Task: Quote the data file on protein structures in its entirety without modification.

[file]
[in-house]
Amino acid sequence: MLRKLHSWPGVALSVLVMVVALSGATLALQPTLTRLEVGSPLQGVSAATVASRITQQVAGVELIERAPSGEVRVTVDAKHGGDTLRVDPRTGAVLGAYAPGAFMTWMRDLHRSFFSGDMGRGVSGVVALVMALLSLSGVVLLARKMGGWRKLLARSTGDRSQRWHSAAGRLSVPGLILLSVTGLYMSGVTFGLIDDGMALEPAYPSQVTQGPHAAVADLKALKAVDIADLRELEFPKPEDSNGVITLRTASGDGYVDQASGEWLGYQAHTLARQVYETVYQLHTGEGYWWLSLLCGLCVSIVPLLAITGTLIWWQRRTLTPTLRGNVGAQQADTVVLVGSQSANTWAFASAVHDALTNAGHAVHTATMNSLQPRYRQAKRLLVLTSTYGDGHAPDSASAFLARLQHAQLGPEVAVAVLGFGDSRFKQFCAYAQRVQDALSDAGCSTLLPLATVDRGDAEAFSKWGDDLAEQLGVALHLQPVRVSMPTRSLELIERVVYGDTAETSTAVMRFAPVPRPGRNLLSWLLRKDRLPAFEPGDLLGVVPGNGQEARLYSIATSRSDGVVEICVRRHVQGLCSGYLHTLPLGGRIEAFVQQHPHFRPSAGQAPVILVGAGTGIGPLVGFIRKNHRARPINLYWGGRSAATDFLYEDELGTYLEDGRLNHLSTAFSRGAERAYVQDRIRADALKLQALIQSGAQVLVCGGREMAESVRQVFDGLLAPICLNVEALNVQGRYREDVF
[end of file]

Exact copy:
[in-house]
Amino acid sequence: MLRKLHSWPGVALSVLVMVVALSGATLALQPTLTRLEVGSPLQGVSAATVASRITQQVAGVELIERAPSGEVRVTVDAKHGGDTLRVDPRTGAVLGAYAPGAFMTWMRDLHRSFFSGDMGRGVSGVVALVMALLSLSGVVLLARKMGGWRKLLARSTGDRSQRWHSAAGRLSVPGLILLSVTGLYMSGVTFGLIDDGMALEPAYPSQVTQGPHAAVADLKALKAVDIADLRELEFPKPEDSNGVITLRTASGDGYVDQASGEWLGYQAHTLARQVYETVYQLHTGEGYWWLSLLCGLCVSIVPLLAITGTLIWWQRRTLTPTLRGNVGAQQADTVVLVGSQSANTWAFASAVHDALTNAGHAVHTATMNSLQPRYRQAKRLLVLTSTYGDGHAPDSASAFLARLQHAQLGPEVAVAVLGFGDSRFKQFCAYAQRVQDALSDAGCSTLLPLATVDRGDAEAFSKWGDDLAEQLGVALHLQPVRVSMPTRSLELIERVVYGDTAETSTAVMRFAPVPRPGRNLLSWLLRKDRLPAFEPGDLLGVVPGNGQEARLYSIATSRSDGVVEICVRRHVQGLCSGYLHTLPLGGRIEAFVQQHPHFRPSAGQAPVILVGAGTGIGPLVGFIRKNHRARPINLYWGGRSAATDFLYEDELGTYLEDGRLNHLSTAFSRGAERAYVQDRIRADALKLQALIQSGAQVLVCGGREMAESVRQVFDGLLAPICLNVEALNVQGRYREDVF